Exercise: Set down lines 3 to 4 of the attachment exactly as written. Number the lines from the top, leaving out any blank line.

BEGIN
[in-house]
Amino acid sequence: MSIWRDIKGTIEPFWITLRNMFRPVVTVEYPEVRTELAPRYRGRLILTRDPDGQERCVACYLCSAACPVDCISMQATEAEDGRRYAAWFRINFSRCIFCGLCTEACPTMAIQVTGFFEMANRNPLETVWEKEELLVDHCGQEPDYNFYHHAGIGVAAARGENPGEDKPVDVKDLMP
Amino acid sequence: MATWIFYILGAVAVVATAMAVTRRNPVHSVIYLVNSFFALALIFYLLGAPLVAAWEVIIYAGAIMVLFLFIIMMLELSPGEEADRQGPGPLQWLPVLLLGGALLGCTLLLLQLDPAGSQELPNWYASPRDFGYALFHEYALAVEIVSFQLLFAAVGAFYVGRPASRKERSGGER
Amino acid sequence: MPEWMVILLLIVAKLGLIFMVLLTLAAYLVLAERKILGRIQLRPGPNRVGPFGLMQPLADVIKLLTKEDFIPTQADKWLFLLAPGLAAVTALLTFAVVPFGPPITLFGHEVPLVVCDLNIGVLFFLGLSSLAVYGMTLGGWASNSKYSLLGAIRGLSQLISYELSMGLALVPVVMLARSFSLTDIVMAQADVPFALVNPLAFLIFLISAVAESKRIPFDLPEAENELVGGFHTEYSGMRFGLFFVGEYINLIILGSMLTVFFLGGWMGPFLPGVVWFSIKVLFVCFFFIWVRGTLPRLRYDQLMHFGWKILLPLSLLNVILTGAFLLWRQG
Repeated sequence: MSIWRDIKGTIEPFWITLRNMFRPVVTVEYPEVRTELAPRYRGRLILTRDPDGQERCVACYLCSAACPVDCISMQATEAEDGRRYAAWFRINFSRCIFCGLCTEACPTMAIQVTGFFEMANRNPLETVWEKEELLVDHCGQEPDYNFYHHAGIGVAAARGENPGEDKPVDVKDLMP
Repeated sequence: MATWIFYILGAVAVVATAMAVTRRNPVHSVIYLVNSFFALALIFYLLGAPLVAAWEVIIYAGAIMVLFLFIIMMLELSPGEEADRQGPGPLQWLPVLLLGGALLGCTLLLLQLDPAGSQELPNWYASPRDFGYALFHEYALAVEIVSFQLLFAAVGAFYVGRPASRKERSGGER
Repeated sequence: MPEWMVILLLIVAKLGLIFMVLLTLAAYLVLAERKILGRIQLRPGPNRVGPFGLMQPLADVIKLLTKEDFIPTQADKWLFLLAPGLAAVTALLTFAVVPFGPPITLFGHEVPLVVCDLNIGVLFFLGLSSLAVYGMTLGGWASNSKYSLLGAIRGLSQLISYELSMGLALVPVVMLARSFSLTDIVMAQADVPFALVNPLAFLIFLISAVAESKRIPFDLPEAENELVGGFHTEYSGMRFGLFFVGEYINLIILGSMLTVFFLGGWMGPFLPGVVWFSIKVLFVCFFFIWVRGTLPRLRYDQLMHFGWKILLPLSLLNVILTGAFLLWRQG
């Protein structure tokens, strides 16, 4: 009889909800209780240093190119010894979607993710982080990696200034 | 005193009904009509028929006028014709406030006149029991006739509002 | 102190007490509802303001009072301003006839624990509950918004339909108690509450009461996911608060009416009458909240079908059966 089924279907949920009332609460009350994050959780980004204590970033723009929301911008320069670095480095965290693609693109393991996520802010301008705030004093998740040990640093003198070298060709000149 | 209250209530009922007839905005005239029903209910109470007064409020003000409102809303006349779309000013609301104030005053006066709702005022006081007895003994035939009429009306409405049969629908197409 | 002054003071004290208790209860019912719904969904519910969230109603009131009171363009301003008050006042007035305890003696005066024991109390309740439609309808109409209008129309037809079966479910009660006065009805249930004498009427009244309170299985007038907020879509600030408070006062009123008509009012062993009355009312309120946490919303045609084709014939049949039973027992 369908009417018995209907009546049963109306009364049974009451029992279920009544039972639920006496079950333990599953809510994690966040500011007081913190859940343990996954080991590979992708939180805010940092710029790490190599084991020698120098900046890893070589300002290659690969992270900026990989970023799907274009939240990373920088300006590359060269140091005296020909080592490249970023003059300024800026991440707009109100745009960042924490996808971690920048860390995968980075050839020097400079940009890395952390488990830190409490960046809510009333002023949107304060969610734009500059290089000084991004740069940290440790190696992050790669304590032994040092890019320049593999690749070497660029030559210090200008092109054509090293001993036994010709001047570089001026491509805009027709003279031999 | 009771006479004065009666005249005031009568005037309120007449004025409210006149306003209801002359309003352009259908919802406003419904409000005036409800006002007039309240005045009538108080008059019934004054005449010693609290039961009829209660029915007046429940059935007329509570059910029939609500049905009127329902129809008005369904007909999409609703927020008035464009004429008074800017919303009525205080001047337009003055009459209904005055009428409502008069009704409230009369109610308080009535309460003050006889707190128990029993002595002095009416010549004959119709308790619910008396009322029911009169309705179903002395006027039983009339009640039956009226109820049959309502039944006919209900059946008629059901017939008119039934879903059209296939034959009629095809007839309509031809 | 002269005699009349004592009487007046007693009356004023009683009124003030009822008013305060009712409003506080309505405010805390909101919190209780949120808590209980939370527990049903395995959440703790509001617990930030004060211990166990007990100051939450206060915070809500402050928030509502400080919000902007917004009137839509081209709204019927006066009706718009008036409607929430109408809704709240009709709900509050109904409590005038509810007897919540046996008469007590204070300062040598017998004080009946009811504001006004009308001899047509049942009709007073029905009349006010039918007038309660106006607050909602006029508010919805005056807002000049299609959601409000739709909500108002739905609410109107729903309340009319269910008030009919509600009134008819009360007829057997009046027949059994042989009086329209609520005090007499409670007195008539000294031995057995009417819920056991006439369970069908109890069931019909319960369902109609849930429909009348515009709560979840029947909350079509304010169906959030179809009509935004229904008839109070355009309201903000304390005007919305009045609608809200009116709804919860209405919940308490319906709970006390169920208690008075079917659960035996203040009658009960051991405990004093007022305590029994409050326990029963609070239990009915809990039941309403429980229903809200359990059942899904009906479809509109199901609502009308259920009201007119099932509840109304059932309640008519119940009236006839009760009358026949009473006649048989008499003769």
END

Amino acid sequence: MATWIFYILGAVAVVATAMAVTRRNPVHSVIYLVNSFFALALIFYLLGAPLVAAWEVIIYAGAIMVLFLFIIMMLELSPGEEADRQGPGPLQWLPVLLLGGALLGCTLLLLQLDPAGSQELPNWYASPRDFGYALFHEYALAVEIVSFQLLFAAVGAFYVGRPASRKERSGGER
Amino acid sequence: MPEWMVILLLIVAKLGLIFMVLLTLAAYLVLAERKILGRIQLRPGPNRVGPFGLMQPLADVIKLLTKEDFIPTQADKWLFLLAPGLAAVTALLTFAVVPFGPPITLFGHEVPLVVCDLNIGVLFFLGLSSLAVYGMTLGGWASNSKYSLLGAIRGLSQLISYELSMGLALVPVVMLARSFSLTDIVMAQADVPFALVNPLAFLIFLISAVAESKRIPFDLPEAENELVGGFHTEYSGMRFGLFFVGEYINLIILGSMLTVFFLGGWMGPFLPGVVWFSIKVLFVCFFFIWVRGTLPRLRYDQLMHFGWKILLPLSLLNVILTGAFLLWRQG